Retrospective changes to the lessons: 1TBS

Once again, I’ve been through the previous posts and made a number of changes. Most of them are cosmetic in nature, but one looks cosmetic but isn’t.

A good way to start a violent argument between developers is to start talking about indentation styles. When you have an “if” statement or a function definition, do you put the brace (“curly bracket”) that follows it on a new line of its own, or at the end of the line with the “if” that it belongs to?

In most languages, this is a purely aesthetic matter (which is probably why people argue about it so much). I personally prefer the Allman style because I think it looks nicer, and so that’s what I’ve used until now.

However, it turns out that in JavaScript it’s not just a matter of taste. Jos Hirth pointed out in the comments that because semicolons are optional, putting braces on a line of their own can lead to code that looks like it does one thing but actually does another:

If something doesn’t make sense, the parser jumps back, adds a semicolon, and tries again.

So, if you write something like:

return
{
    foo: ‘bar’
};

It will return undefined!

Not putting the opening brace in a new line is the only indent style you can *always* use.

[JavaScript: The Good Parts, Appendix A: Awful Parts, Semicolon Insertion]

That’s exactly right, and a great point. Presumably this wasn’t a deliberate move on the part of the JavaScript language designers, but it does mean that the style (slightly absurdly) known as “The One True Brace” is the only one you can rely on in JavaScript.

The last thing I want to do is get people into bad JavaScript habits… so, it was a bit dull, but I’ve been through the previous lessons and switched them all over to 1TBS. Future lessons will use it too.

Phew!

That’s not the only retrospective change in the pipeline; on the list of pending suggestions from the comments, I have:

  • Get rid of the timer for repaints in cases where there’s no animation, so as not to constantly repaint things that aren’t changing.
  • Use JavaScript’s prototype feature for classes so that we don’t create a separate set of functions for every object.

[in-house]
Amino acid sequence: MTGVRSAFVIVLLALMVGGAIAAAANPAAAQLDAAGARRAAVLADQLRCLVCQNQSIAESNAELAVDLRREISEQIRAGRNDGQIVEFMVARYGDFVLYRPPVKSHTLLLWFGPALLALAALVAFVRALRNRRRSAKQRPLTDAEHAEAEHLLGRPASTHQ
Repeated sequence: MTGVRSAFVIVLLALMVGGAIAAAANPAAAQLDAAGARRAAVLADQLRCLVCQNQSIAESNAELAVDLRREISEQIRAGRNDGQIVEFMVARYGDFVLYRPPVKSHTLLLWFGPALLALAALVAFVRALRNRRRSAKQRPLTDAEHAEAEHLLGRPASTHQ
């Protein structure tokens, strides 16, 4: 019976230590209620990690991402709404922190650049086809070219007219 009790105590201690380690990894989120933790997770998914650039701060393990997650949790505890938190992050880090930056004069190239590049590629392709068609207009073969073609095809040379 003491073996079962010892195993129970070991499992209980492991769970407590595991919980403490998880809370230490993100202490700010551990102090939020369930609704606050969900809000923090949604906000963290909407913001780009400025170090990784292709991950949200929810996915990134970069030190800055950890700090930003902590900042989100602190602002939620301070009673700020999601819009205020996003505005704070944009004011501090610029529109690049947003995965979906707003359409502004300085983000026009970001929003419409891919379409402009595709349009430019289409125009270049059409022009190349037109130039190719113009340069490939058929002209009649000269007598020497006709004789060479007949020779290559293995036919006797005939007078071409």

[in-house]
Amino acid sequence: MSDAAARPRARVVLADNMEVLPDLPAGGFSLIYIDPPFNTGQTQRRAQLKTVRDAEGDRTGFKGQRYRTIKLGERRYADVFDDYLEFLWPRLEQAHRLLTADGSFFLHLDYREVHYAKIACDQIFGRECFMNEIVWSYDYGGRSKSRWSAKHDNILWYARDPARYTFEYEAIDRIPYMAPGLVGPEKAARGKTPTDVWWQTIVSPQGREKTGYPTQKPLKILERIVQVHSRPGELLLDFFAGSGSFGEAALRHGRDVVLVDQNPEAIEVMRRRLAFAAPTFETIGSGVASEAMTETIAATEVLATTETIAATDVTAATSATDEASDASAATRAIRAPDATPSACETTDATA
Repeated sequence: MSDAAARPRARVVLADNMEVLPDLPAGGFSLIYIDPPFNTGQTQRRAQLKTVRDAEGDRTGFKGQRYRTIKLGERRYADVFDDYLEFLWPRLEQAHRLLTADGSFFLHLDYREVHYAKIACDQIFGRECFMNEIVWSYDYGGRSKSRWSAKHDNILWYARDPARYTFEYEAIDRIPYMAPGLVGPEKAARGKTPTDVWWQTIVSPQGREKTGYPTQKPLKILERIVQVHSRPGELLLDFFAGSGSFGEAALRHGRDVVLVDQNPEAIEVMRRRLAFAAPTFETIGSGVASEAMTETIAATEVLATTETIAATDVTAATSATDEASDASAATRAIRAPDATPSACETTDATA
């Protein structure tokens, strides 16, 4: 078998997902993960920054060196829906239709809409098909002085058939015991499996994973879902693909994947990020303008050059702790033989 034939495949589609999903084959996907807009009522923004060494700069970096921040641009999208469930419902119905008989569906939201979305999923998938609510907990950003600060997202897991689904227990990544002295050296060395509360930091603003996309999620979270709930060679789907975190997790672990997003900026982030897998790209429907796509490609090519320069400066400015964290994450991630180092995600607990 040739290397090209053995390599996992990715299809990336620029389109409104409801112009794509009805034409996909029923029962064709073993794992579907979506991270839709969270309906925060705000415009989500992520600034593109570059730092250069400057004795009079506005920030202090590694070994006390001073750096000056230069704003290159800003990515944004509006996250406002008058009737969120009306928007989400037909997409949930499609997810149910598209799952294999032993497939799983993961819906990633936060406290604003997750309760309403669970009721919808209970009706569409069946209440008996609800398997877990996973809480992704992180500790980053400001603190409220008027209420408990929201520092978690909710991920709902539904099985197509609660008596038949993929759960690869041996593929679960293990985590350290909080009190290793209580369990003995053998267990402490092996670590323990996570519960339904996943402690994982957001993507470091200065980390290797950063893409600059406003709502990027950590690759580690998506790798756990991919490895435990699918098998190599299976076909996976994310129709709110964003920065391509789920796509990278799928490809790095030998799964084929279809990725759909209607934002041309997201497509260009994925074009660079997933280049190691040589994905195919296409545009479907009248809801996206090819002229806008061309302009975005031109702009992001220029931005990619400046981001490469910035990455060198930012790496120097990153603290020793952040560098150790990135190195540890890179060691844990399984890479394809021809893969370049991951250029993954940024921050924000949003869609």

• Switch to a 3×3 normal matrix for efficiency.
  • Improve the code that reads from text fields so that it’s not executed on every repaint
  • Put JavaScript tags for strict lint-checking

In addition, I’m hoping I can get rid of the stuff at the top of every file that’s there to deal with compatibility issues in old browsers — more about that in the next post.

Have I missed anything? Is there anything about the code here that bugs you? Let me know in the comments.

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4 Responses to “Retrospective changes to the lessons: 1TBS”

  1. To anyone who cares, although I haven’t made any public releases for a while. WebGLU (sf.net/projects/webglu) is still around and growing, it takes care of many of the more repetitive parts of working with WebGL. It’d be WebGL for the lazy if GLGE hadn’t taken that slogan XD. Though of course you should see what tools are available and pick the best for you in any case.

  2. murphy says:

    Thanks for the cleanup! I prefer 1TBS. Less LoC makes more code visible on my 13″ screen.

  3. steve says:

    Thanks for the updates! It’s the maintenance of your code base that makes your lessons so valuable, rather than decaying into something that once worked.

  4. giles says:

    @Benjamin — let me know if there are any big changes that should be in one of the roundups.

    @murphy, @steve — no problem, glad that the endless fiddling isn’t irritating you ;-)

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